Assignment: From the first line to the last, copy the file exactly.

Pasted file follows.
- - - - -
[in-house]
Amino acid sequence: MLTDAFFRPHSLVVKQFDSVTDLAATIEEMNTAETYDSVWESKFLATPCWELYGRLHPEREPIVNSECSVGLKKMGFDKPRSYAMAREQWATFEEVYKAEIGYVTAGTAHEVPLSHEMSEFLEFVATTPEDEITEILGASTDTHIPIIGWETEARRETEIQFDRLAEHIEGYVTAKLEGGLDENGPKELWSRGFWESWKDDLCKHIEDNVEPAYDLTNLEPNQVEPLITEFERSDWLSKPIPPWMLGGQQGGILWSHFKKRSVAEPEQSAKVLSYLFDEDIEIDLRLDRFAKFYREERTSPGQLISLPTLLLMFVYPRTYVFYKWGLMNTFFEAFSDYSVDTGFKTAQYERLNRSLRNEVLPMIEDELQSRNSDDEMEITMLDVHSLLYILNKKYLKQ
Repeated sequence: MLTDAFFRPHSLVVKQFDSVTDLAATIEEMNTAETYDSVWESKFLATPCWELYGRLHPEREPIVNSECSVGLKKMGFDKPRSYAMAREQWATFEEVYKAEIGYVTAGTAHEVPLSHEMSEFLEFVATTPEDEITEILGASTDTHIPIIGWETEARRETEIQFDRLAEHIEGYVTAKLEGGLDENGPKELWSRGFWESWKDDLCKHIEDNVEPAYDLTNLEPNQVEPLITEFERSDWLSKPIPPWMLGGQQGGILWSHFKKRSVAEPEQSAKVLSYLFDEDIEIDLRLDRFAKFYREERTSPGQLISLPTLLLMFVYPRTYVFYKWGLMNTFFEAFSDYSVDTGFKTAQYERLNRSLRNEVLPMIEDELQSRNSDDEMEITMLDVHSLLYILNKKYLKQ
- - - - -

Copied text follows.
[in-house]
Amino acid sequence: MLTDAFFRPHSLVVKQFDSVTDLAATIEEMNTAETYDSVWESKFLATPCWELYGRLHPEREPIVNSECSVGLKKMGFDKPRSYAMAREQWATFEEVYKAEIGYVTAGTAHEVPLSHEMSEFLEFVATTPEDEITEILGASTDTHIPIIGWETEARRETEIQFDRLAEHIEGYVTAKLEGGLDENGPKELWSRGFWESWKDDLCKHIEDNVEPAYDLTNLEPNQVEPLITEFERSDWLSKPIPPWMLGGQQGGILWSHFKKRSVAEPEQSAKVLSYLFDEDIEIDLRLDRFAKFYREERTSPGQLISLPTLLLMFVYPRTYVFYKWGLMNTFFEAFSDYSVDTGFKTAQYERLNRSLRNEVLPMIEDELQSRNSDDEMEITMLDVHSLLYILNKKYLKQ
Repeated sequence: MLTDAFFRPHSLVVKQFDSVTDLAATIEEMNTAETYDSVWESKFLATPCWELYGRLHPEREPIVNSECSVGLKKMGFDKPRSYAMAREQWATFEEVYKAEIGYVTAGTAHEVPLSHEMSEFLEFVATTPEDEITEILGASTDTHIPIIGWETEARRETEIQFDRLAEHIEGYVTAKLEGGLDENGPKELWSRGFWESWKDDLCKHIEDNVEPAYDLTNLEPNQVEPLITEFERSDWLSKPIPPWMLGGQQGGILWSHFKKRSVAEPEQSAKVLSYLFDEDIEIDLRLDRFAKFYREERTSPGQLISLPTLLLMFVYPRTYVFYKWGLMNTFFEAFSDYSVDTGFKTAQYERLNRSLRNEVLPMIEDELQSRNSDDEMEITMLDVHSLLYILNKKYLKQ